In this biweekly series, Realtor Diaries, we hear from the people at the center of a wilder-than-ever market. Today, an hour-by-hour glimpse into the working world of Scott, 45, a broker in Worcester, Massachusetts.
7 a.m. I take the dog for a walk and enjoy walking up and down my pretty little tree-lined, residential street in Tatnuck Square. I’ve been in Worcester for ten years; I bought this house from a family member a few years ago and because there’s a backyard for my dog, and it’s near a nice public school and my wife and I want kids soon. I don’t plan on leaving.
I started my real-estate career in New York. I worked for shady people who suggested we post fake photos of fake properties just to lure customers in. Like, they wanted us to find some villa in Barcelona and pretend it’s in the East Village, then tell renters, “Sorry, I actually just rented that, but let’s talk about what you’re looking for …” I’d be covered in sweat from riding my shitty bike from appointment to appointment, doing their dirty work, and after only a month, I was like, “This is fucked.”
I’m from Boston, but I had a few relatives in Worcester, so I landed here to do some flips with an uncle. That turned into getting my license and here we are ten years later.
9 a.m. I start calling back clients and diving into work. Worcester is getting a lot of hype right now. Do you know it’s the second biggest city in New England? Second only to Boston. That always shocks people. Anyway, lately, it’s always written up as one of the top ten cities; coming up on all these “where to live and be happy” lists. People are eating that up. The Chamber of Commerce has paid someone well. Worcester’s publicist is doing one hell of a job. It’s so funny to me because I’m from Massachusetts and I’m still like, “Really?” Growing up we would say Pittsfield was the armpit of America; but people in Pittsfield probably said Worcester was. People looked down on it for years. The tides are changing.
10 a.m. I show a younger couple a loft that just came on the market in Downtown Worcester. Downtown Worcester used to be a little sketchy and a little unsafe — not wicked dangerous or anything. Mostly, it was just … nothing. It was kind of cool-looking in that gritty, industrial, mill-town way but there was zero vibe. These clients are young and committed to making Worcester “cool.” They went to school here (we have Holy Cross, Clark, etc.). The college kids used to leave but now they stay. Because of them, there are more jobs. Biotech jobs, hospital jobs — the city is keeping a lot of high talent. So, with that comes better schools, better restaurants, the whole thing.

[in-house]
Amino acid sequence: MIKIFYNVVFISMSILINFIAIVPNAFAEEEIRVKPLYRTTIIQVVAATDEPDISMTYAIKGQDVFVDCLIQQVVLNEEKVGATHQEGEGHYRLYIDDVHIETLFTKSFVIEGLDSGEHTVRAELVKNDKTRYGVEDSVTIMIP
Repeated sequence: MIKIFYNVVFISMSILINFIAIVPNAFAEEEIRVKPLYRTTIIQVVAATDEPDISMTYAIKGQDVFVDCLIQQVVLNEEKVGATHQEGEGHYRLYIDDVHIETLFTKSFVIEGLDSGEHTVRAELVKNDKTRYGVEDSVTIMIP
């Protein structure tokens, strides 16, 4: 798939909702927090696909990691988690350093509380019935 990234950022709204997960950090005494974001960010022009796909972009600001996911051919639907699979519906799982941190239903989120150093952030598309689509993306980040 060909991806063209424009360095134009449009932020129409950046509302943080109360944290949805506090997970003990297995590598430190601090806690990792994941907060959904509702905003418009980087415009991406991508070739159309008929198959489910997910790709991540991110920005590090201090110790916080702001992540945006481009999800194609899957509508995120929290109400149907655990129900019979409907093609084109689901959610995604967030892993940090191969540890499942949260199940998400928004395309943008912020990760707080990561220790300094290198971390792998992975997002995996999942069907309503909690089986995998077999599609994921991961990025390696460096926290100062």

The two-bedroom loft costs $275,000 but it has a high condo fee. My clients want to offer full price. I tell them it’s going to go for at least $25,000 over full price and suggest they up their offer. They aren’t open to that. Sometimes clients need to get burned a few times to know how to play the game. I’m not saying I want that to happen to them. I’m praying that it works out for them. But you gotta get burned a few times before it becomes emotional and you become as aggressive as you need to be.
11 a.m. I have a call with another young couple. They graduated from Mass College of Pharmacy — you come out of there and make some good money. These are the next generation of Worcester people. They’re sophisticated and savvy and they value diversity and they have good taste.
Plus, let’s be real: It’s too damn expensive to buy anywhere else.
The median price here is like $375,000-ish. Are there million-dollar houses? Not tons of them but they’re around. There are some big old houses, like 5,000-square-feet, turn-of-the-century mansions that probably belonged to mill owners. Those have secret staircases for the staff.
12 p.m. I’m working on a sale with a family who came this way from Boston. They’re buying a big house in a pretty, somewhat suburban-feeling area in Westwood Hills, off Salisbury Street. That’s about as fancy as it gets in Worcester. They even have special street signs, brown and made out of wood, probably hand-painted by someone, who knows. The same house in Newton would be $3 million. Here it’s somewhere under $1 million. People who can’t compete in those kinds of suburbs are looking at Worcester as — not a last resort — but possibly a better opportunity.